World Bank can help to make early childhood care a global priority
Meetings of key decision-makers in Washington this week could be an important milestone for young children from the world's poorest and most marginalised communities.
Every child in the world deserves the best start in life. 90% of the brain develops during the first five years – and quality care then can set up a child to be healthy, do well at school and eventually succeed in the workplace.
But 250 million children under five are prevented from reaching their full potential because they live in poverty, have poor nutrition and health services, or just lack good care.
That’s why Theirworld’s #5for5 campaign has been urging world leaders to invest in early childhood development. It’s essential for every child – but it’s also rewarding in the long run for their communities and their countries’ economies.
The World Bank has been a leader on ECD, providing nearly half of all official development assistance in 2015. But the gap between the global need and existing funding is still enormous.
“Many governments around the world are not investing enough to support children at this crucial stage and children from the poorest and most marginalised communities are missing out the most,” said Ben Hewitt, Theirworld’s Campaign and Communications Director.
This week there’s an opportunity for early childhood development (ECD) in the poorest countries to take a giant leap forward, when the World Bank and International Monetary Fund host the annual Spring Meetings in Washington, DC.
“Quality early years care for kids under five shouldn’t be a luxury.”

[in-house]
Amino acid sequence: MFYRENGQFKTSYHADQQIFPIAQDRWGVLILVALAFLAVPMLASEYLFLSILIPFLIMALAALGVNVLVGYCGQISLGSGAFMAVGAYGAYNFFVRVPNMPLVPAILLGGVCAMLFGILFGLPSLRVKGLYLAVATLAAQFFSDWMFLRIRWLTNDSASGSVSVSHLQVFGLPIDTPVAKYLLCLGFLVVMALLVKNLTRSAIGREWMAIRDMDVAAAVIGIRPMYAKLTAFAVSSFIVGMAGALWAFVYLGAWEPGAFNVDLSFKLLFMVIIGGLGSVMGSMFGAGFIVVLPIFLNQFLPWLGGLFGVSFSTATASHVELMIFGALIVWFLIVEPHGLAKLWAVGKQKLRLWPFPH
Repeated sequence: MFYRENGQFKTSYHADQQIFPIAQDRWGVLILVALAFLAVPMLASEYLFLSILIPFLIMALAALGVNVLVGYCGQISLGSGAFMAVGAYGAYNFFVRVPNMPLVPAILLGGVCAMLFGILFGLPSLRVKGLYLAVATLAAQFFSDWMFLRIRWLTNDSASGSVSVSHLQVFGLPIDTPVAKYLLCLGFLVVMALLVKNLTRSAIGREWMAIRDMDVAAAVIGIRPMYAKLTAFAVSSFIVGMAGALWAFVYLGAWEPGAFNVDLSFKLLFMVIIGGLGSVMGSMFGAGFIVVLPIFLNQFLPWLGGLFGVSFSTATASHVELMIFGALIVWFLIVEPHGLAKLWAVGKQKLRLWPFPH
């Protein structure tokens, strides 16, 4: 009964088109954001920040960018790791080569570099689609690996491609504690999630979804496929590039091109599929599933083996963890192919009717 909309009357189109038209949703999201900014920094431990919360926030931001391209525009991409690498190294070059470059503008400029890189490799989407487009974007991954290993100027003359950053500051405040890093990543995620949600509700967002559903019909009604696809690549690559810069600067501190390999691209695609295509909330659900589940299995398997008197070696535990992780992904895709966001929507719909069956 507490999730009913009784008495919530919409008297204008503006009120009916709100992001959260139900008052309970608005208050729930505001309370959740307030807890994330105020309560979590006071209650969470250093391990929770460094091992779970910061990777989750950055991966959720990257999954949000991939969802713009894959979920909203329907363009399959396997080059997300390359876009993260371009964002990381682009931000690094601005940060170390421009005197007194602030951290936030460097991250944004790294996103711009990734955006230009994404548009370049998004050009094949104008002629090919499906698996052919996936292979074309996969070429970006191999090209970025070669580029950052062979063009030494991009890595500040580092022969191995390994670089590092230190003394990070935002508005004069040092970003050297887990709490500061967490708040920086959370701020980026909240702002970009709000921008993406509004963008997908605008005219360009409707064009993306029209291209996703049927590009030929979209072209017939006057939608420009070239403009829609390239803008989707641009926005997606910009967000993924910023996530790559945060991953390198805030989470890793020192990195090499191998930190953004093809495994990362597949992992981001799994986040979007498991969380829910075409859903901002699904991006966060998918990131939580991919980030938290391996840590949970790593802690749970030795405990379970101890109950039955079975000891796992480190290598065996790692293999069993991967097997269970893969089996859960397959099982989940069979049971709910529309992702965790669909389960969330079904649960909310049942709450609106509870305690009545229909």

The Spring Meetings – attended by top decision-makers from governments, civil society organisations, finance and business – are a key moment in the international calendar.
Theirworld believes the World Bank has an opportunity to show even greater leadership on making early years care a priority.
Investing in ECD is as easy as 1, 2, 3…
- Support the establishment of the International Finance Facility for Education to leverage a signifcant increase in funding for early learning programmes
- Expand the Global Financing Facility (GFF) to fund more early childhood development and education initiatives
- Encourage client countries and WorldBank operations to prioritise early childhood development, contributing to the overall lending target of 15% to education
The World Bank could also create a Special Envoy for Early Childhood Development to serve as a global champion for the issue.
“Theirworld campaigners will be attending meetings in Washington hosted by Jim Yong Kim, the President of the World Bank, who has the power to put early childhood development at the top of its agenda,” said Ben.
“This could be a really important milestone for children getting the best start in life.”